The Variant enum (enumerated list) lists all the possible variants. We have a handful of colours to choose from, if I need another colour for whatever reason, we can update this component, otherwise TypeScript will enforce that we can only use one of the Variants we have set up.
The IHorizontalPadding interface lets us describe the types of props the HorizontalPadding component can receive.
In this case we have the as prop which can let us change the type of element from a div to any other HTML element. The question mark means this field is not required, and string means it expects to receive some text. We can use it like this:
The children prop is a special property that React provides to make it easier to write JSX that looks similar to HTML.
Here is an example of using the HorizontalPadding component with a variant:
Next the HorizontalPadding component itself.
This is a React component that accepts the 3 props that we descripted in the IHorizontalPadding interface above. Both as and variant are provided a default value so that we don’t alway need to provide one (in this case the string “div” and the variant Variant.TRANSPARENT).
Finally we use the React.createElement function to create a new element based on the props that it has received. React.createElement accepts 3 parameters — the element to create, a props object, and a children component.
If I miss a required prop, or use the component incorrectly, TypeScript can let me know about that:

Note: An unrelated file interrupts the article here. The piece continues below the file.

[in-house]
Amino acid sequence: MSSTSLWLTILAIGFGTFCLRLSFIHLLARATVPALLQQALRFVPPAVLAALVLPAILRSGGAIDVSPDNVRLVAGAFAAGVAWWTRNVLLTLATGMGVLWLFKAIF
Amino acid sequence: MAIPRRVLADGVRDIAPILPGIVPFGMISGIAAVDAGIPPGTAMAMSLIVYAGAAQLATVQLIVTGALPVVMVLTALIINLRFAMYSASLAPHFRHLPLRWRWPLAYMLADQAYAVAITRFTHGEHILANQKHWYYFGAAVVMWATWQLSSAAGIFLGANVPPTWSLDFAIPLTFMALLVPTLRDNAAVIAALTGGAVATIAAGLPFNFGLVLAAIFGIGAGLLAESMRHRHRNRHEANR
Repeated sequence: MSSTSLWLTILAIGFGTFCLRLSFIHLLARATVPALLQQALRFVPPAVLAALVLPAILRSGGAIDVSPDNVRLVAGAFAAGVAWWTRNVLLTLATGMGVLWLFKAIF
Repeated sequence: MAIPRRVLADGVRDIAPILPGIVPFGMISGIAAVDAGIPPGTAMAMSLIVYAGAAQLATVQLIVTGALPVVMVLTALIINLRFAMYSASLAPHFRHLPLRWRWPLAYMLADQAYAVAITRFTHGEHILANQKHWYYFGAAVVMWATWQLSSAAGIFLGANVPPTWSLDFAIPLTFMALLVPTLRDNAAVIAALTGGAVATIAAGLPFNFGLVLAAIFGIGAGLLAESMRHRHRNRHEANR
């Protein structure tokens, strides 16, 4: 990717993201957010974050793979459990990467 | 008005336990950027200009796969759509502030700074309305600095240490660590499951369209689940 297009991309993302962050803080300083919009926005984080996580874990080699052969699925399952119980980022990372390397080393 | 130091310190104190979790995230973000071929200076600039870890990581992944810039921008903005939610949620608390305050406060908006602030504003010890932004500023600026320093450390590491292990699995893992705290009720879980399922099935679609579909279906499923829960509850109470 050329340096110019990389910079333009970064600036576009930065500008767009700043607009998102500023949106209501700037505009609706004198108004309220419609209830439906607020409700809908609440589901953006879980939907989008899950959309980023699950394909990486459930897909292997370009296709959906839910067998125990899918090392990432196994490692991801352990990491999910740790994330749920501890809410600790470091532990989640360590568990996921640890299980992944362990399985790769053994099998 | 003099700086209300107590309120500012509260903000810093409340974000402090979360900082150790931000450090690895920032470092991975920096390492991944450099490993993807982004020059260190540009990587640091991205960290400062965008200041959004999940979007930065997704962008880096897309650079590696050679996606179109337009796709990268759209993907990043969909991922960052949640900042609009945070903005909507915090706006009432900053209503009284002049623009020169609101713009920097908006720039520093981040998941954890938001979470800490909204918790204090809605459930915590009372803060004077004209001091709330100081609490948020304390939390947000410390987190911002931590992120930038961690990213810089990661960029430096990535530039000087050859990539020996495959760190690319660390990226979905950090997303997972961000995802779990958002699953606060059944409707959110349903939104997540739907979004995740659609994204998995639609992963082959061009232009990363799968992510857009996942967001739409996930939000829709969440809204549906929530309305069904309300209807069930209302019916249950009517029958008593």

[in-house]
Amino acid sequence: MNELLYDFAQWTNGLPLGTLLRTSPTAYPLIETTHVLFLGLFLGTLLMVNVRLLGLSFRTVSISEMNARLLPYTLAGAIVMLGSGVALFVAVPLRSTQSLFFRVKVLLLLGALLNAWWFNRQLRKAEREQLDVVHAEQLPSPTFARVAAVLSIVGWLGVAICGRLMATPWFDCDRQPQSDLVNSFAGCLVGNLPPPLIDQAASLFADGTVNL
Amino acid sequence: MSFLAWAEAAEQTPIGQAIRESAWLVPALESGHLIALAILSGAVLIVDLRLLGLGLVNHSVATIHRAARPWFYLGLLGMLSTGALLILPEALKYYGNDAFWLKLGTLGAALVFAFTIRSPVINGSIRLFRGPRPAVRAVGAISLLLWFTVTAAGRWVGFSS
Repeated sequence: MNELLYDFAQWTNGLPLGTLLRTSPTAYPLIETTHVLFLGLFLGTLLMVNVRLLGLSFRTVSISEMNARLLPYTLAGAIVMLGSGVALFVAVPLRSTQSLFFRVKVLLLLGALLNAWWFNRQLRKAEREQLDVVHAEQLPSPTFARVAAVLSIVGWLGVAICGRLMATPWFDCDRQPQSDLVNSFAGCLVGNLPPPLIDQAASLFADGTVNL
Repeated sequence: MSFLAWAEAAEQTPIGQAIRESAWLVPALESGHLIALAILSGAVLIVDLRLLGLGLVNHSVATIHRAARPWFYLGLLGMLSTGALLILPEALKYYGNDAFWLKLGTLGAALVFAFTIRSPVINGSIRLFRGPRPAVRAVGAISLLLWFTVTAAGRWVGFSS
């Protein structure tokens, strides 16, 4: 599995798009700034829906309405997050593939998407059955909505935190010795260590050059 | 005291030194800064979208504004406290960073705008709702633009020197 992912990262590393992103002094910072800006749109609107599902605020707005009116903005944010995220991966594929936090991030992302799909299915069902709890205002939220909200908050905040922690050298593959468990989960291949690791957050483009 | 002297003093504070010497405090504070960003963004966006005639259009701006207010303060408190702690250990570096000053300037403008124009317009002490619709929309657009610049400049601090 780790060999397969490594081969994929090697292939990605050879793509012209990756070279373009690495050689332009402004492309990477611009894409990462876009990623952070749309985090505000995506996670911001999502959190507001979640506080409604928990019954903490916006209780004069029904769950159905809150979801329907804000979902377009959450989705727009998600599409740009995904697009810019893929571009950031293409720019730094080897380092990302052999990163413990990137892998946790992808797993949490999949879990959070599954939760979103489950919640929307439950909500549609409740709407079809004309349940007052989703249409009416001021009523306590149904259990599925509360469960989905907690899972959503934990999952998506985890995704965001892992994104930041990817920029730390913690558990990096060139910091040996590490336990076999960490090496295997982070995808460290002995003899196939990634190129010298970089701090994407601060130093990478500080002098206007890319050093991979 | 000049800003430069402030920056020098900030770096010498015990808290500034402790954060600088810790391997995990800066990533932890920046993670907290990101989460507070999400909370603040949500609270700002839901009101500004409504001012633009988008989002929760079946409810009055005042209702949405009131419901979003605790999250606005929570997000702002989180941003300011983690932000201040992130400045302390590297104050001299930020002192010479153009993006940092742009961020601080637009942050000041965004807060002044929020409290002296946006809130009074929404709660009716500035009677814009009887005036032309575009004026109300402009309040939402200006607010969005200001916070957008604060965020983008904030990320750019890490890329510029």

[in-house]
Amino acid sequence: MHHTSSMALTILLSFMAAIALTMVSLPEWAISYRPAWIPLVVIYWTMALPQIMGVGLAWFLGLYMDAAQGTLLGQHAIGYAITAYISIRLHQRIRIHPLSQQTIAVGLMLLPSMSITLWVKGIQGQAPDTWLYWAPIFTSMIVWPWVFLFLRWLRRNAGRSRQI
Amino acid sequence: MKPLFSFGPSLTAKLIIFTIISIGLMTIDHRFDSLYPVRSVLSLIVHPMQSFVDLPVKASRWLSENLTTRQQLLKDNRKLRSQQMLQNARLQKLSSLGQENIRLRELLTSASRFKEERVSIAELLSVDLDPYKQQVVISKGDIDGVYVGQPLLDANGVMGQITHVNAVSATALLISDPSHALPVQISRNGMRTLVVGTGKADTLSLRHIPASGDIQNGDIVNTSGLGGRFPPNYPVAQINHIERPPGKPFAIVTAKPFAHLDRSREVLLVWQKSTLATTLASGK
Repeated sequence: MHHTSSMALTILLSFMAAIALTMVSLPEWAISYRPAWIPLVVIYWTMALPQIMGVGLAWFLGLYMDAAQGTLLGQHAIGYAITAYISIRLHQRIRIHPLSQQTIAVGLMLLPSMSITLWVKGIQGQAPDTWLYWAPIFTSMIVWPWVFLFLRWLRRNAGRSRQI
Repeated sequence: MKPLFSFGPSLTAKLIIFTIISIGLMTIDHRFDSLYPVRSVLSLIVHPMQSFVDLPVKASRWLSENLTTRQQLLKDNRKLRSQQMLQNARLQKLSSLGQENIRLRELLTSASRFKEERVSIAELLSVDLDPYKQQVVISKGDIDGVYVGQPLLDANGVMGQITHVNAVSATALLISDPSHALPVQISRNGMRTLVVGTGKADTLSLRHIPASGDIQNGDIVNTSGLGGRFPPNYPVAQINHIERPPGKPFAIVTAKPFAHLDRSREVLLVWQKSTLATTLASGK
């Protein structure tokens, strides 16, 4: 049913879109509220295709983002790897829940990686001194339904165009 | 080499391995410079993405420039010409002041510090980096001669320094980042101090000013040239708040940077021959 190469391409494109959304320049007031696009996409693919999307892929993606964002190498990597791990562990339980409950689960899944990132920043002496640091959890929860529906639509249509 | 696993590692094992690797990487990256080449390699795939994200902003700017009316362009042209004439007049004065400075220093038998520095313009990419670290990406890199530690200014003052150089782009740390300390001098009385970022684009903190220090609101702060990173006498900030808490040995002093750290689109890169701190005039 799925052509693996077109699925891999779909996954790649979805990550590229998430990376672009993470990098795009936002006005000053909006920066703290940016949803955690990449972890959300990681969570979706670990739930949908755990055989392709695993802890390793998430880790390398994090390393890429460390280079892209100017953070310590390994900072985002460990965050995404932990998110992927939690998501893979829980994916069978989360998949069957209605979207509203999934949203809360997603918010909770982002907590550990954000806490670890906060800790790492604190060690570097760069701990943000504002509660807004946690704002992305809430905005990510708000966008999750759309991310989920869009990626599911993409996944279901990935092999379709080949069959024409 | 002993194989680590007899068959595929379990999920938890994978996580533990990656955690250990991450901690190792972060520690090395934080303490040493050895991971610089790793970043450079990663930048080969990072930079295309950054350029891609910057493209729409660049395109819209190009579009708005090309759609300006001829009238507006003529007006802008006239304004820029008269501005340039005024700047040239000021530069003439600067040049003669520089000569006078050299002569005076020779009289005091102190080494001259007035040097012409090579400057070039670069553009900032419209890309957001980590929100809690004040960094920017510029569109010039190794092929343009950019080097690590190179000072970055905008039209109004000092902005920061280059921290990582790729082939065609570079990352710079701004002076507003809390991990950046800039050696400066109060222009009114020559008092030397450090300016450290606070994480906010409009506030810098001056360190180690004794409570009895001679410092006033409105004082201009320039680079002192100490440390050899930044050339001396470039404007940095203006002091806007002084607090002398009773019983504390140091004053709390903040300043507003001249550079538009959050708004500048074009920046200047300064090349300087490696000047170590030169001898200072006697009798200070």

In this case it is telling us that the children prop is required.
Since we’ve gone to the trouble of listing all the different variants, TypeScript can see this and will display them inline — saving us time and ensuring we don’t make a typo.
Even if we did make a typo, TypeScript will pick that up and show us a useful error!
How cool is that, TypeScript can tell that ‘green’ is pretty close to ‘GREEN’ and offers us that as a suggestion!
By writing our code in TypeScript we’re forced to think more about how we author components, but it also saves us from a lot of potential errors.
We’re fully on board with TypeScript now, and are planning to use it on all new projects where possible. Once you get over the initial learning curve, the benefits are huge! You start out a little slower, but you spend less time debugging and are less likely to run into major bugs meaning happy clients and happy developers!